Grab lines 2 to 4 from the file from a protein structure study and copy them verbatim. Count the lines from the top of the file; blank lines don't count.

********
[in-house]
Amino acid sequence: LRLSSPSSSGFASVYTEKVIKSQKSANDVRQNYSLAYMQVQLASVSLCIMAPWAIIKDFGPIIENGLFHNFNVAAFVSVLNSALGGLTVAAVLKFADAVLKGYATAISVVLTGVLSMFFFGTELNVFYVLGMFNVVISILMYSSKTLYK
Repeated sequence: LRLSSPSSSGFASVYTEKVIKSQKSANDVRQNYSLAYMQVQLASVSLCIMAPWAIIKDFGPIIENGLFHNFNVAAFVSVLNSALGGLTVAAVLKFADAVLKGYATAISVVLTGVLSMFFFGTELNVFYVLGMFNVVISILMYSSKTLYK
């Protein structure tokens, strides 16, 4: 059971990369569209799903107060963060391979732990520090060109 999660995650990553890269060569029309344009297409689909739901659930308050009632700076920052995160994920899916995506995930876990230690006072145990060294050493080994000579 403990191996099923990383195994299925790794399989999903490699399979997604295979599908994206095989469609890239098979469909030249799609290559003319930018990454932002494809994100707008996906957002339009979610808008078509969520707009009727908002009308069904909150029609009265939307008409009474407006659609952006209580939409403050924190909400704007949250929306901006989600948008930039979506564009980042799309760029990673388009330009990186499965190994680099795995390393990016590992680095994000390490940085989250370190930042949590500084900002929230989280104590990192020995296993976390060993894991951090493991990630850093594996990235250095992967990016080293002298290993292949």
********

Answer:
Amino acid sequence: LRLSSPSSSGFASVYTEKVIKSQKSANDVRQNYSLAYMQVQLASVSLCIMAPWAIIKDFGPIIENGLFHNFNVAAFVSVLNSALGGLTVAAVLKFADAVLKGYATAISVVLTGVLSMFFFGTELNVFYVLGMFNVVISILMYSSKTLYK
Repeated sequence: LRLSSPSSSGFASVYTEKVIKSQKSANDVRQNYSLAYMQVQLASVSLCIMAPWAIIKDFGPIIENGLFHNFNVAAFVSVLNSALGGLTVAAVLKFADAVLKGYATAISVVLTGVLSMFFFGTELNVFYVLGMFNVVISILMYSSKTLYK
């Protein structure tokens, strides 16, 4: 059971990369569209799903107060963060391979732990520090060109 999660995650990553890269060569029309344009297409689909739901659930308050009632700076920052995160994920899916995506995930876990230690006072145990060294050493080994000579 403990191996099923990383195994299925790794399989999903490699399979997604295979599908994206095989469609890239098979469909030249799609290559003319930018990454932002494809994100707008996906957002339009979610808008078509969520707009009727908002009308069904909150029609009265939307008409009474407006659609952006209580939409403050924190909400704007949250929306901006989600948008930039979506564009980042799309760029990673388009330009990186499965190994680099795995390393990016590992680095994000390490940085989250370190930042949590500084900002929230989280104590990192020995296993976390060993894991951090493991990630850093594996990235250095992967990016080293002298290993292949």